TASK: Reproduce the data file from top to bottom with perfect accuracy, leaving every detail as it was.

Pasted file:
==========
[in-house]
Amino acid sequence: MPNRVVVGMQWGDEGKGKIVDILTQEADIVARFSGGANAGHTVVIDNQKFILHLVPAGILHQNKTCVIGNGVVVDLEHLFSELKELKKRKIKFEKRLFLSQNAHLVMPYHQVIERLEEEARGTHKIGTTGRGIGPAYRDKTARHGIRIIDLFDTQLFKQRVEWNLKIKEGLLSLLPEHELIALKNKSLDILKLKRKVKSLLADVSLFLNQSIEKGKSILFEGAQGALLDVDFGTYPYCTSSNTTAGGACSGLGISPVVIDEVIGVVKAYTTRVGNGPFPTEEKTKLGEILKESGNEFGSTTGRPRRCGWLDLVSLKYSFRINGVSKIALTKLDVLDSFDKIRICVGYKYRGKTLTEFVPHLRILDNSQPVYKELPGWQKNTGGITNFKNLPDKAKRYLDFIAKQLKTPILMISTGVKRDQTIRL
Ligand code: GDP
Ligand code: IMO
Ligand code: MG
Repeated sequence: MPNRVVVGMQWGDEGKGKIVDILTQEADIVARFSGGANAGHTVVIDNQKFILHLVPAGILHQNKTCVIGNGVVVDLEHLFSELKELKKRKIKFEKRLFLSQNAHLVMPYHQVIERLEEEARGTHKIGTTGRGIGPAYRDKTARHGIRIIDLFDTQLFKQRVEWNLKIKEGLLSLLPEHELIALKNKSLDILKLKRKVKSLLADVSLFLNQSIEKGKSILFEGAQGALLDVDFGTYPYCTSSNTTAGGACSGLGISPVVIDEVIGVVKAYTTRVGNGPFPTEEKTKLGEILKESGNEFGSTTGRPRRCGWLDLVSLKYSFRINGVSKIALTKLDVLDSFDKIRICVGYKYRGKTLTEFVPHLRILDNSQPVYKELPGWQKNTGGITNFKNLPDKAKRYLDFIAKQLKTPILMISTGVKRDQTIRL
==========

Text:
[in-house]
Amino acid sequence: MPNRVVVGMQWGDEGKGKIVDILTQEADIVARFSGGANAGHTVVIDNQKFILHLVPAGILHQNKTCVIGNGVVVDLEHLFSELKELKKRKIKFEKRLFLSQNAHLVMPYHQVIERLEEEARGTHKIGTTGRGIGPAYRDKTARHGIRIIDLFDTQLFKQRVEWNLKIKEGLLSLLPEHELIALKNKSLDILKLKRKVKSLLADVSLFLNQSIEKGKSILFEGAQGALLDVDFGTYPYCTSSNTTAGGACSGLGISPVVIDEVIGVVKAYTTRVGNGPFPTEEKTKLGEILKESGNEFGSTTGRPRRCGWLDLVSLKYSFRINGVSKIALTKLDVLDSFDKIRICVGYKYRGKTLTEFVPHLRILDNSQPVYKELPGWQKNTGGITNFKNLPDKAKRYLDFIAKQLKTPILMISTGVKRDQTIRL
Ligand code: GDP
Ligand code: IMO
Ligand code: MG
Repeated sequence: MPNRVVVGMQWGDEGKGKIVDILTQEADIVARFSGGANAGHTVVIDNQKFILHLVPAGILHQNKTCVIGNGVVVDLEHLFSELKELKKRKIKFEKRLFLSQNAHLVMPYHQVIERLEEEARGTHKIGTTGRGIGPAYRDKTARHGIRIIDLFDTQLFKQRVEWNLKIKEGLLSLLPEHELIALKNKSLDILKLKRKVKSLLADVSLFLNQSIEKGKSILFEGAQGALLDVDFGTYPYCTSSNTTAGGACSGLGISPVVIDEVIGVVKAYTTRVGNGPFPTEEKTKLGEILKESGNEFGSTTGRPRRCGWLDLVSLKYSFRINGVSKIALTKLDVLDSFDKIRICVGYKYRGKTLTEFVPHLRILDNSQPVYKELPGWQKNTGGITNFKNLPDKAKRYLDFIAKQLKTPILMISTGVKRDQTIRL